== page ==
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Federal court rules to protect the fish harvesters’ owner-operator policy

May 9, 2017

FFAW-Unifor is pleased with the recently released federal court decision in the Kirby Elson and Canada (Attorney General) case. In Elson, it was ruled that the owner-operator[1], fleet separation[2], and PIIFCAF[3] policies were within the authority of the Minister of Fisheries and Oceans and could be enforced. These policies are essential for maintaining strong coastal communities.

The challenge to the Minister’s authority was supported by the Association of Seafood Producers and several of its larger members. This group retained the services of one of Canada’s largest law firms in an attempt to bar the federal government from regulating “controlling agreements[4]”, whereby processing companies establish control of a fishing license held in the name of a harvester. These agreements violate fleet separation and owner-operator policies.

“Controlling agreements are the greatest threat against the sustainability of the inshore fishery in Newfoundland and Labrador,” says Keith Sullivan, President of FFAW-Unifor. “These agreements use legal loopholes to avoid the owner-operator and fleet separation policies for the sole benefit of corporations and to the detriment of inshore fishers and their communities. These agreements disrupt every aspect of the inshore fishery, from pricing to youth participation.”

In her ruling, Justice Strickland of the Federal Court stated that the Minister’s statement of PIIFCAF “indicated that the Minister strongly believed that an independent inshore commercial fishing fleet was an important element of an economically prosperous Atlantic Canada and that the Policy underscored the government’s commitment to building a foundation of economic strength for Atlantic coastal communities.”

Justice Strickland went on to rule that “The Minister’s absolute discretion in licensing permits him or her to validly consider social, cultural or economic goals or policies when deciding whether or not to issue fishing licenses.”

With the legal challenge dismissed, there are no further hurdles to DFO applying PIIFCAF to enforce owner-operator and fleet separation. Justice Strickland’s ruling speaks to the strong case presented by the Federal Government and the validity of these policies.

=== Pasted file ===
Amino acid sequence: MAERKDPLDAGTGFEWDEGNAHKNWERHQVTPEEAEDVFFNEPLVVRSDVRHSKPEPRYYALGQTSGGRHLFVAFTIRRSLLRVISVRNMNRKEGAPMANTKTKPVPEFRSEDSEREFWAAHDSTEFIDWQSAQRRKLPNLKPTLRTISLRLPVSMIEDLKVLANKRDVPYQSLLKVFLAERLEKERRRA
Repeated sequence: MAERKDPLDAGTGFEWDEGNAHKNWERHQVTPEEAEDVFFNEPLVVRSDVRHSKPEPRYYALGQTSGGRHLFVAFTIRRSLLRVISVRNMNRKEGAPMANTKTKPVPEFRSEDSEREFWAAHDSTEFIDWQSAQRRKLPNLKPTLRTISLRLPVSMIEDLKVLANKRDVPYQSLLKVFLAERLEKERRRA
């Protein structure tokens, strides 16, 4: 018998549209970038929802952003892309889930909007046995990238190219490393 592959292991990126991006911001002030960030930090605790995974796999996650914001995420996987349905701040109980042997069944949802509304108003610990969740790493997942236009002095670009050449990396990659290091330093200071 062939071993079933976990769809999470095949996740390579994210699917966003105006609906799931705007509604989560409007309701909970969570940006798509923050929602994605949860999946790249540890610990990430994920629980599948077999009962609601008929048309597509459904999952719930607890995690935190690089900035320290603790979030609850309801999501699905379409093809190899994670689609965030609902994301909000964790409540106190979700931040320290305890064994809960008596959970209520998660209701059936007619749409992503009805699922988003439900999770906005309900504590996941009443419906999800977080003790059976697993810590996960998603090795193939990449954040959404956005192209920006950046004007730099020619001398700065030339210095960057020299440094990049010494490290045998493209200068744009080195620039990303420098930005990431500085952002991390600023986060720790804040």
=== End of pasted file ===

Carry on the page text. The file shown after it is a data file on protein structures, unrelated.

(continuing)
“We need immediate action against controlling agreements,” Sullivan asserts. “This action needs to include the processing companies that are the primary force behind controlling agreements. PIIFCAF is a policy to protect inshore harvesters and to do that the processing companies must be held accountable. DFO has the legal authority to take such action.”

FFAW-Unifor has long been amongst the strongest defenders of the owner-operator and fleet separation policies in Canada. It spearheaded the creation of the Canadian Independent Fish Harvester’s Federation, which is composed of fishing organizations from across Canada and focuses primarily on protecting and strengthening owner-operator and fleet separation.


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Courtney Glode

[1] Owner-operator – License holders who are restricted to using vessels less than 65 feet in length are required to fish their licenses personally.

[2] Fleet Separation Policy – (1) One of the objectives of the licensing policy is to separate the harvesting and processing sectors of the industry, particularly in the fisheries where licence holders are restricted to using vessels less than 19.8m (65′) LOA. This is known as the Fleet Separation Policy.

(2) Under this policy, new fishing licences for fisheries where only vessels less than 19.8m (65′) LOA are permitted to be used may not be issued to corporations, including those involved in the processing sector of the industry.

[4] Controlling Agreement – means an agreement between a licence holder and a person, corporation or other entity that permits a person, other than the licence holder, to control or influence the licence holder’s decision to submit a request to DFO for issuance of a “replacement” licence Footnote 1 to another fish harvester (commonly referred to as a “licence transfer”). Agreements between the licence holder and a Recognized Financial Institution (RFI) are not Controlling Agreements if (1) there is no third party involved in the Agreement or (2) any co-signor, guarantor or other surety involved in an agreement does not control or influence the licence holder’s decision to submit a request to DFO for the issuance of a “replacement” licence to another fish harvester.